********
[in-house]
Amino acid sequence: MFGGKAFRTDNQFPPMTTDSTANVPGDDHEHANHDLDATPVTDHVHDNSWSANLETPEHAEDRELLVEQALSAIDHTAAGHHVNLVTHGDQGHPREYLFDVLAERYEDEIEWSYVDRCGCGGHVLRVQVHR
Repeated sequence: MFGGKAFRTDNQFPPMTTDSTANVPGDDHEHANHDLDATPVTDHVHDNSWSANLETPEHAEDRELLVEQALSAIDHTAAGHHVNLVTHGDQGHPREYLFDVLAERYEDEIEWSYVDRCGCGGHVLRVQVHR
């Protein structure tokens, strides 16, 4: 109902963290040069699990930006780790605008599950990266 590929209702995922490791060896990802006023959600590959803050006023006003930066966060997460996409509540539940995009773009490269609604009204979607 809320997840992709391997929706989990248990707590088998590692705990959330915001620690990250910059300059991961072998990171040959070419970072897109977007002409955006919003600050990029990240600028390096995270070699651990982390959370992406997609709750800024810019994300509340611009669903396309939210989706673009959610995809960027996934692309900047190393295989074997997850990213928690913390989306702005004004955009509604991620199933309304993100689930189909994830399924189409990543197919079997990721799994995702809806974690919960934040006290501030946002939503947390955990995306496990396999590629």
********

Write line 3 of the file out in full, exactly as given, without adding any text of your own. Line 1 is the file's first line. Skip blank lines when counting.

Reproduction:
Repeated sequence: MFGGKAFRTDNQFPPMTTDSTANVPGDDHEHANHDLDATPVTDHVHDNSWSANLETPEHAEDRELLVEQALSAIDHTAAGHHVNLVTHGDQGHPREYLFDVLAERYEDEIEWSYVDRCGCGGHVLRVQVHR